My new Cowgirl life continues. I have had a couple of rather harrowing experiences in the past couple weeks, but mostly, it has been just purely amazing and life-changing to have my own herd of Scottish Highlands. The one thing no one tells you about rotational grazing and cow tending in this scenario, is that you will constantly be full of worry. Or maybe that’s just me. Are the cows happy. Are the cows getting enough to eat. Are the cows in the fence still. Is the fence knocked down or shorted out somewhere. Are they getting enough mineral and salt, and the right kind. Are they stressed with the heat. Have they trampled down enough in their current paddock to make a good change for more lush growth. Where will the next paddock be, and how soon do I need it at the ready? I literally have nightmares of cows outside of the fence running for the hills, deer herds swarming through and getting tangled in the polywire and scaring my cows to death.
Add to that my concern about the pregnant mommas. I feel like they are a bit too skinny, but know that the demands on their bodies from their babies growing in these last couple of weeks of pregnancy are great. There are cautions against getting your momma cows too fat and/or over feeding in the last trimester because that can lead to large calves and difficult calving situations. I want to be entirely grass based with my cows, even pregnant mommas. So I figure pasture/forage nourishment is the best approach. Which is kind of hard considering these cows are currently improving the pastures by their grazing and trampling, and can’t benefit from their own work immediately. It takes moving them frequently, fencing supplies and time for re-growth to develop pastures that are lush and nutritious.
So yesterday I put the herd on the best, most rich pasture area I have. This led to MayMay having to be locked up. It has also led to nearly every vehicle that drove by today slowing down to a snail’s pace, and last night as a thunderstorm came up and rain was pelting down, an unsuspecting Amish family’s horse drawn buggy almost went in the ditch when their horse spooked. Not many people (or horses, apparently) see Highland cattle in person. Especially right there, next to the road, which is where I set up my new paddock. The Amish horse was freaked out at the sight of them. I had heard them coming and hidden in the brush with the cows, because I feel I must upset them with my tattoos and uncovered lady ways, if you know what I mean. The Amish horse spooked and so did my cows. They ran away from the waterlogged ditch they’d been chilling in to beat the heat. They respect the fence, my dear and lovely cows! Then I came out of the brush and apologized to the poor guy who spooked as well, some crazy lady just came out of nowhere in the pouring rain!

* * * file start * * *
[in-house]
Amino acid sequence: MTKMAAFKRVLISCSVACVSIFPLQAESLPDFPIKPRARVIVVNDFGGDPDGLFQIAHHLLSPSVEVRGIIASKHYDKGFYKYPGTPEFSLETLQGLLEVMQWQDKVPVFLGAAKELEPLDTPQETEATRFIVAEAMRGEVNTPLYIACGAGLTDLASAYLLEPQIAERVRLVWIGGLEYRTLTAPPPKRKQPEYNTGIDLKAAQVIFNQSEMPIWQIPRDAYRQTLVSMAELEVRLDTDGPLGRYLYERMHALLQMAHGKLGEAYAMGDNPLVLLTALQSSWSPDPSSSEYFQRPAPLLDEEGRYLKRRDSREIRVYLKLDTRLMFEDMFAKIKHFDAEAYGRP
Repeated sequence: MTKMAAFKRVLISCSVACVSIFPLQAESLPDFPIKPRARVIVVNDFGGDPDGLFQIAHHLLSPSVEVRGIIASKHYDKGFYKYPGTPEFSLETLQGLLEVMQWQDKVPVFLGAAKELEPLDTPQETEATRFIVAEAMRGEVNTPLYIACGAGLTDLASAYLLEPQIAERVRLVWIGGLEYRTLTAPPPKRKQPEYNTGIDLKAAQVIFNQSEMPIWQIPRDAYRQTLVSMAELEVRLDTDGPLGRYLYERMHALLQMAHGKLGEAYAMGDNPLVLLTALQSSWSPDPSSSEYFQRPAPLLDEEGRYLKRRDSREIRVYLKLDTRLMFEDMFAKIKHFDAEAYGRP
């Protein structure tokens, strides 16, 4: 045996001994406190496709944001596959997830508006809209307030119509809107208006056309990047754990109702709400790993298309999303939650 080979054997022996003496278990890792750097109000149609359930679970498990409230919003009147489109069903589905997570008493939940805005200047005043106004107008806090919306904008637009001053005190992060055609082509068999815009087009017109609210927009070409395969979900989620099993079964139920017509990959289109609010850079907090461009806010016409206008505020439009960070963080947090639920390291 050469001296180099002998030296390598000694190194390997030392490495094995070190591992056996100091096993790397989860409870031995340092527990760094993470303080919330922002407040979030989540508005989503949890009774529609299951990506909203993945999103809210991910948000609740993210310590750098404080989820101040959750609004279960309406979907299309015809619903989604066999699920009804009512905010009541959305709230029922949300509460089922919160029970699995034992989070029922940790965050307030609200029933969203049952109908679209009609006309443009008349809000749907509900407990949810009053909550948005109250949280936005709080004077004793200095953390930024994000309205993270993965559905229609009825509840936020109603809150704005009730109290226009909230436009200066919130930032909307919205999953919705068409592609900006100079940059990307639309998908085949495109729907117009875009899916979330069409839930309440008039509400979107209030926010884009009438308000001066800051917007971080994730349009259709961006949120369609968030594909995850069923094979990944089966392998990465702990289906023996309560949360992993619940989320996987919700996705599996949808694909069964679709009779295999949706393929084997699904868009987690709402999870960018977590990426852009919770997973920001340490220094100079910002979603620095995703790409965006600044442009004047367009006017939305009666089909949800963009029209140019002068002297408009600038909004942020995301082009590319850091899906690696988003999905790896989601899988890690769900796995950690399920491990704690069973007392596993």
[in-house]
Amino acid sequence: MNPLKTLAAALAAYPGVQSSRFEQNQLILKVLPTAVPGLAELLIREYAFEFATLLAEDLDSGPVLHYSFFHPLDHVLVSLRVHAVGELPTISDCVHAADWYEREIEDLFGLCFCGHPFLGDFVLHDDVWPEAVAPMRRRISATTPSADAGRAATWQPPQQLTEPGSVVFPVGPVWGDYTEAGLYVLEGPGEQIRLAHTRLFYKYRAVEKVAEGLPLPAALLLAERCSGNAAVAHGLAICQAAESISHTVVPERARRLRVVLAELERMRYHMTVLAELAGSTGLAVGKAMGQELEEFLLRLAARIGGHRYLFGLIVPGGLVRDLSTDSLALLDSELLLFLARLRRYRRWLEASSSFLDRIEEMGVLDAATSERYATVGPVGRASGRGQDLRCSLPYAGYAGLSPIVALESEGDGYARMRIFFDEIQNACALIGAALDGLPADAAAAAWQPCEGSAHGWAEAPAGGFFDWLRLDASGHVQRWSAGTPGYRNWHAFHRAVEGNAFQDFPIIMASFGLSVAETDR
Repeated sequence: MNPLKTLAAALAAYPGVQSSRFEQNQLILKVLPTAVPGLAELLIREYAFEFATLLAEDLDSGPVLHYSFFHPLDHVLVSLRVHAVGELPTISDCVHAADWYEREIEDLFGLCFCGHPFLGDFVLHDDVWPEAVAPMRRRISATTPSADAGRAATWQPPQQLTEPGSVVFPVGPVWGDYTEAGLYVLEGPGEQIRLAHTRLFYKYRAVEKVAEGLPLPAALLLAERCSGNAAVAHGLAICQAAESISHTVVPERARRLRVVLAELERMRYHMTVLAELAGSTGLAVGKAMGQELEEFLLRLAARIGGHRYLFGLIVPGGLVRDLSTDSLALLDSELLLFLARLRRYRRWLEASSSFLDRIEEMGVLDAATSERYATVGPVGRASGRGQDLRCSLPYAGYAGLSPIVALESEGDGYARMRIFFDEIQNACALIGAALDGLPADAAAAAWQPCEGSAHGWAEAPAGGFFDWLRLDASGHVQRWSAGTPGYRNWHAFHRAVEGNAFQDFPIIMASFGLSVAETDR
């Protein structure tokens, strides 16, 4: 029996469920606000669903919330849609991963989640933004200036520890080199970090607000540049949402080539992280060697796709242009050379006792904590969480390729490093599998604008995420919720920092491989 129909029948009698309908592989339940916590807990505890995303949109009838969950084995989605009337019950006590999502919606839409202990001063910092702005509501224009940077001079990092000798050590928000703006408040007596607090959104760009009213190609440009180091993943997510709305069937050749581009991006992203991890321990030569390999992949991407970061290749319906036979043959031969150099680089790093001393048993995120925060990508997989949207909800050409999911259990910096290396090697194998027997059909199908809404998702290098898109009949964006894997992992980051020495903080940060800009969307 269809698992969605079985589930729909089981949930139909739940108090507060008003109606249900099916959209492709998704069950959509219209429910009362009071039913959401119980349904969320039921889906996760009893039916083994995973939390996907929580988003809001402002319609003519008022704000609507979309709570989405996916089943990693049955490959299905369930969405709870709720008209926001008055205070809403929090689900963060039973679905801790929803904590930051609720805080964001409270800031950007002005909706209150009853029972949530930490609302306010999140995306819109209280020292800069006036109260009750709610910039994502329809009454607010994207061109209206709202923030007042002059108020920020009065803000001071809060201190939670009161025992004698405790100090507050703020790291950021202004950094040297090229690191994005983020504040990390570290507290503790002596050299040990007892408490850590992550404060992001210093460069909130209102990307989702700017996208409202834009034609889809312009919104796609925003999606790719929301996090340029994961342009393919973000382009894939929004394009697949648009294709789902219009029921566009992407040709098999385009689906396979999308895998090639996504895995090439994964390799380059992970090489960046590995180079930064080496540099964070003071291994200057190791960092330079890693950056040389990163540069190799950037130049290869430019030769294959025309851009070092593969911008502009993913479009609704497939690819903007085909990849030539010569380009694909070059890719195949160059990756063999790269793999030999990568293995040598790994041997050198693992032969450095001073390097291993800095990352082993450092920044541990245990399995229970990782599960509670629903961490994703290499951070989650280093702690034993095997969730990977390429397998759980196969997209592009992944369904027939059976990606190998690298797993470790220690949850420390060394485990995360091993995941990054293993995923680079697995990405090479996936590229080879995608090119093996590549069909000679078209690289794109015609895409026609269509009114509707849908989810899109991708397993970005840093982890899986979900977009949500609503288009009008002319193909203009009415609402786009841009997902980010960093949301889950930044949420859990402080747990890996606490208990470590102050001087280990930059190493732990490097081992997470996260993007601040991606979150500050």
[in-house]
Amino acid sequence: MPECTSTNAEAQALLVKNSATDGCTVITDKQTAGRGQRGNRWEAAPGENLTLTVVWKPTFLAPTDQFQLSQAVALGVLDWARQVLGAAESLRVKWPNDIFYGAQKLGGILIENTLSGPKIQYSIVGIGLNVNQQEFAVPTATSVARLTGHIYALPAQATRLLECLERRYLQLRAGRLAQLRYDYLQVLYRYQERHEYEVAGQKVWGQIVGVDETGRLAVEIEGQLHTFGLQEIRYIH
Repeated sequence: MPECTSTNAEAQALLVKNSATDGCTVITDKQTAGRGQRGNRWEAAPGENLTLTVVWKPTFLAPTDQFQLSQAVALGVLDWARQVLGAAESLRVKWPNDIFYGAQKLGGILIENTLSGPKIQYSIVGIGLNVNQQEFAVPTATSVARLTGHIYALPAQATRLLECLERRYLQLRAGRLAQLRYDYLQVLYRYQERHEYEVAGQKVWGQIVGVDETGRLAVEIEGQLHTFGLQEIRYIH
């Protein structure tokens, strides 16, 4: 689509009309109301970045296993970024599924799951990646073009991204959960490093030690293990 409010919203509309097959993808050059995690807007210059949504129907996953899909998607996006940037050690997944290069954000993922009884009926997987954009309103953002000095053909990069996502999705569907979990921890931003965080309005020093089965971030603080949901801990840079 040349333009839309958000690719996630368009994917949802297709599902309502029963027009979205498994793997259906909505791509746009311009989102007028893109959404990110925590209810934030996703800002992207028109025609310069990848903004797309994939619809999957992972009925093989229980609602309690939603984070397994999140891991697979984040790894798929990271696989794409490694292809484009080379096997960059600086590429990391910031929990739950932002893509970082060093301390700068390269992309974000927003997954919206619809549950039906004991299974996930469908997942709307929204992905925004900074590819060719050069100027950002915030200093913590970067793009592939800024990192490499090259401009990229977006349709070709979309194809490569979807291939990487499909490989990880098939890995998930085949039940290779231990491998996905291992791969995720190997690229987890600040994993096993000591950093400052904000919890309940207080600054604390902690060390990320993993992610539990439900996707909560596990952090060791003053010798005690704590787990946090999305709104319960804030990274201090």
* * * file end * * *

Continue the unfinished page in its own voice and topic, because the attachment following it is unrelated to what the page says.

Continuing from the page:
I had enough length in my polywire to enclose the garlic and keep the cows out of it. It’s close to being done growing, but I wanted to let it have just a bit longer.
Because I am using single strand electric polywire (which, by the way, is the BOMB compared to steel wire,) MayMay had to be removed from “her” herd for her own safety for the next couple of days. While I was supervising the cows to make sure they understood the perimeter, Missy Meeezle-toff ( I have tons of weird nick names for her) jetted under the wire and into the road. Prancing about, beautifully fat and glossy, she was a free agent in this dangerous situation. It was fine when she wandered freely from the other paddocks I’d set up on the interior of the land, but not by the road. She was a cantankerous turd to catch and then to drag her back up to the pavilion, away from her herd, my god, what a herd-spoiled animal she is! But this is only in her best interest and safety. I have been exceedingly glad to see how well she’s managed to wrangle her way into this new herd of Highlands, head butting her way into these cattles’ lives. But they sadly, don’t really care about her the same way she has attached to them. Her sad gremlin calls from “jail” went unnoticed by the herd. They don’t speak goat.
I was up at 3am stressing about the cows, are they in the paddock? Are they all in the road? Are they gone? Since my bear sighting, I was too nervous to go into the pitch dark to go see, until the beginning light of dawn pinked up the sky.Little Blue, my aged Heeler, came with as my guard. As I approached, my eyes and paranoia played tricks on me. It looked like the fence was in the road. But it wasn’t, thank god. And the cows…? They were peacefully grazing in the middle of the paddock!